Autumn is here, and already the glorious spate of festively colored leaves is beginning to fall, and the warm ocean breezes we love are steadily becoming a bit chill-inducing. But before the snows of winter, we have the heart-warming holiday of Thanksgiving.
Unless, we don’t.
For some of us, Thanksgiving is a tough holiday. For some people it’s as simple as “not everyone who lives alone is lonely.” Some people relish solitude and forcing them into a big dinner is supremely stress inducing. For others, noise pollution can be a real thing, and not all family gatherings are of the quiet type. And for still others, it’s not the gathering, it’s the getting there; the “99 miles of cheer down route one, the 99 miles of cheer,” rapidly turns to 99 miles of jeer—and that’s before you get to Milton!
And the list goes on. The truth is, for some people, the annual Thanksgiving family gathering can be torture.
And in the gay community, all too often the iconic images of some Norman Rockwell family were tragically shattered years ago.
But maybe celebrating is easier when we remember its birth as a holiday.
Yes, we all know, it was 400 years ago (!), 1621, when the Massachusetts Plymouth colonists and the Wampanoag Indians shared an autumn harvest feast (something about which the current day Wampanoag have understandably mixed emotions). But that did not start the annual sharing of the turkey. (And, as a matter of record, it was even earlier, 1541, when Francisco Vásquez de Coronado and the Teya Indians held a feast in Palo Duro Canyon in Texas—just so you know.)
It was the year 1863 when in the midst of the Civil War, President Abraham Lincoln proclaimed Thanksgiving Day to be held each November. On October 3, 1863, Lincoln issued a proclamation calling on Americans to “set apart and observe the last Thursday of November next as a day of thanksgiving,” partly to celebrate the victory, but also to acknowledge the cost, of the Battle of Gettysburg.
So Thanksgiving as we know it, was—ironically, perhaps befittingly—forged in battle.
On November 20, 1916, Mrs. A.J. Wilder wrote a column for the Missouri Ruralist, a local newspaper. Most of us know Mrs. “A.J.” Wilder by her “own” name, Laura Ingalls (Wilder). In the column she noted the difficulties with the holiday by first telling a story about squabbling with her sister, Mary, over not wanting sage added to the dressing for the goose her “Pa” has gone out to get. As the argument intensified, Pa came home—without a goose.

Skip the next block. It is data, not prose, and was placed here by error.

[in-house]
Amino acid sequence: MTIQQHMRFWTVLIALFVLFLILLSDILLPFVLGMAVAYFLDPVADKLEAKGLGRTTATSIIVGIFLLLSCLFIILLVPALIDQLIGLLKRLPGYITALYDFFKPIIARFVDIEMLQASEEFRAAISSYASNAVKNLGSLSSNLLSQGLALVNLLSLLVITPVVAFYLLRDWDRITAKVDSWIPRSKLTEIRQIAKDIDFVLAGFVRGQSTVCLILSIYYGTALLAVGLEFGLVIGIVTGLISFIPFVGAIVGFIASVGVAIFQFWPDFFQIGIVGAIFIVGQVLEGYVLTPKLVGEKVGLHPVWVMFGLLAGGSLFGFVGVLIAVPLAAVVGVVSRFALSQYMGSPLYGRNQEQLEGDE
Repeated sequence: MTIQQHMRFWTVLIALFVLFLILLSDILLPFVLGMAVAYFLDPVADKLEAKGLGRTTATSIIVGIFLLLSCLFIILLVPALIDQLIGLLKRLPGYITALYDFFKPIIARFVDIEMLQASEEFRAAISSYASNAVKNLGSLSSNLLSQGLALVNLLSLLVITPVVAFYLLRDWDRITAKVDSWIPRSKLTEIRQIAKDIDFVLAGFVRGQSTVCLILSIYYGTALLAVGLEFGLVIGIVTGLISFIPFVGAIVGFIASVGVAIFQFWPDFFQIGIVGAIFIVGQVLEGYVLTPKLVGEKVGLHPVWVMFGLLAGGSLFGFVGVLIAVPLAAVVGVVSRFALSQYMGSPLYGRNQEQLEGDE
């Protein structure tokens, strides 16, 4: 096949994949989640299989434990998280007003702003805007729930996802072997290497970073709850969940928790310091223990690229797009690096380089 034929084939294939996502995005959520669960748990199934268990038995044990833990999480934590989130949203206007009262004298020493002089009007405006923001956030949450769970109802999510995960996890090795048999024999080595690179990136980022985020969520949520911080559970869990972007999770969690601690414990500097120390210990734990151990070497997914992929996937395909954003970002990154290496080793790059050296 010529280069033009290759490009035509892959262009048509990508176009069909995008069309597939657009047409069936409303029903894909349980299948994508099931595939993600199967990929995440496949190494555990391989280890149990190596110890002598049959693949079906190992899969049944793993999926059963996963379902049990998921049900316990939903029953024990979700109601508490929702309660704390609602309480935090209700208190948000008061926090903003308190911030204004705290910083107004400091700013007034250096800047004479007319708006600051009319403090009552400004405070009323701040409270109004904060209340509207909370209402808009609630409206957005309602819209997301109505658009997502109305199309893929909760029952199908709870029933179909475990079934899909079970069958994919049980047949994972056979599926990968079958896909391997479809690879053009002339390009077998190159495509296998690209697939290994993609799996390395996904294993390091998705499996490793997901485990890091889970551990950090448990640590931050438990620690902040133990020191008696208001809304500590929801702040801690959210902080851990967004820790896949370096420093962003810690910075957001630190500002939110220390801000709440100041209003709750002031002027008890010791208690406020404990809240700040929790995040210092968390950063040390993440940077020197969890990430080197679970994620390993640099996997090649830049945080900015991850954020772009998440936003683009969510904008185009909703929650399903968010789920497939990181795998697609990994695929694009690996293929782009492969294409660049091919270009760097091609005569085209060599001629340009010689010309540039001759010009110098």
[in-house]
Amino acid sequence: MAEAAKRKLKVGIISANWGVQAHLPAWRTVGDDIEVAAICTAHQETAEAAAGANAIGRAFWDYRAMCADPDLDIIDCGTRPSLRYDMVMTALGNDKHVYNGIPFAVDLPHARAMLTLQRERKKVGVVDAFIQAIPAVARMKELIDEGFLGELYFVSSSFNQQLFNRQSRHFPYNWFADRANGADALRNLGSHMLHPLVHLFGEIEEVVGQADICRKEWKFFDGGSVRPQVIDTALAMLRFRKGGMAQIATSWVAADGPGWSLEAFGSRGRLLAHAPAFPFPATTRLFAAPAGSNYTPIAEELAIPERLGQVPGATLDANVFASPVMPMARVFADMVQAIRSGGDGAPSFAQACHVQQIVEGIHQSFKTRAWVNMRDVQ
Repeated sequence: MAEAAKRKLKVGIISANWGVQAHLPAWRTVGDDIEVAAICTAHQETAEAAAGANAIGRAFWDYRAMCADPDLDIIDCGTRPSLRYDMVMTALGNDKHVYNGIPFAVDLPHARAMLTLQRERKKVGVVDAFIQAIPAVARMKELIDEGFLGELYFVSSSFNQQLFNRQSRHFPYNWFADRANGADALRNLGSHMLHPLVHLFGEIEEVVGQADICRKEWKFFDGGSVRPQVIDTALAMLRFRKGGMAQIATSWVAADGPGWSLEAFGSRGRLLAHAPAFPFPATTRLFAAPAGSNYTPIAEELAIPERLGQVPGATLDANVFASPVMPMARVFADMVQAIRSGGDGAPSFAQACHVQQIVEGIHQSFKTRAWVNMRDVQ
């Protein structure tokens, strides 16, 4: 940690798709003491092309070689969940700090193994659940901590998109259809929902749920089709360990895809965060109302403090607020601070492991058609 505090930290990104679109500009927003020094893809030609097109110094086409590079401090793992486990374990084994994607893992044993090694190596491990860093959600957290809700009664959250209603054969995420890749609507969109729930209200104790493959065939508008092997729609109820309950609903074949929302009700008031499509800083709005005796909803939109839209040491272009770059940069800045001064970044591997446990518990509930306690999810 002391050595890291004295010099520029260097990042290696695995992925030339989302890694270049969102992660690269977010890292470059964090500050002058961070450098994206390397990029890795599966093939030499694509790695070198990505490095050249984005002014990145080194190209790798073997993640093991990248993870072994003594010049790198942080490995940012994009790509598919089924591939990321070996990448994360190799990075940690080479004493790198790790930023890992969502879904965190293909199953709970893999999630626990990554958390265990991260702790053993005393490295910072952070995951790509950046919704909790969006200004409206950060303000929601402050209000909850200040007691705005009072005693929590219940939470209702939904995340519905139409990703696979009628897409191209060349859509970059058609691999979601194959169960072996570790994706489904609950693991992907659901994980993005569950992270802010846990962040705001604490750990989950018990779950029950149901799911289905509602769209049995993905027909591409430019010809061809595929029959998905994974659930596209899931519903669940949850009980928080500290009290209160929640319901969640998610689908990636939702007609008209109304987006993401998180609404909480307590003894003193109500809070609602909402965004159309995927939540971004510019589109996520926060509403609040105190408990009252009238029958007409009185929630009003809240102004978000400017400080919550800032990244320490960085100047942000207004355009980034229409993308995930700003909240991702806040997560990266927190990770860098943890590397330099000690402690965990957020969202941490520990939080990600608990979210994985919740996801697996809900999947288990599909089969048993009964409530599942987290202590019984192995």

“I remember saying in a meek voice to sister Mary, ‘I wish I had let you have the sage’ and to this day when I think of it I feel again just as I felt then and realize how thankful I would have been for roast goose and dressing with sage seasoning—with or without any seasoning—I could even have gotten along without the dressing. Just plain goose roasted would have been plenty good enough.”
And she continues reflecting, relating the story of a woman she knows: “‘I suppose I should be thankful for what we have, but I can’t feel very thankful when I have to pay $2.60 for a little flour and the price still going up,’” writes a friend, and in the same letter she says, ‘We are in our usual health.’ The family is so used to good health that it is not even taken into consideration as a cause of thanksgiving. We are so inclined to take for granted the blessings we possess and to look for something peculiar, some special good luck for which to be thankful.”
It has been 125 years since Laura Ingalls Wilder’s column. The price of flour continues to go up. And that we’re here to complain about it is a reason to be thankful.
We’ve been living in a pandemic, and thanks to science, and perhaps a bit of genetic fortune, we’re here to give thanks for our “usual health” this year.
So this year, let’s all take a moment and think…is our table really full, or is there someone we can invite who needs to know there’s one more seat available? Is there someone we know who maybe can’t enjoy the big meal, but who would love to come over the next day for some quality leftovers? Is there a reason to stay home alone and feel sad, or can family can be renewed, and if not, new ones made, around a dinner table?
Let’s remember as we pass the platter and count our blessings, that we are battle tested and thankful for each other, for family, and for community. ▼
Stefani Deoul is a television producer and author of the award-winning YA mystery series Sid Rubin Silicon Alley Adventures, with On a LARP, Zero Sum Game, and Say Her Name.
Photo by Debbie Hudson on Unsplash.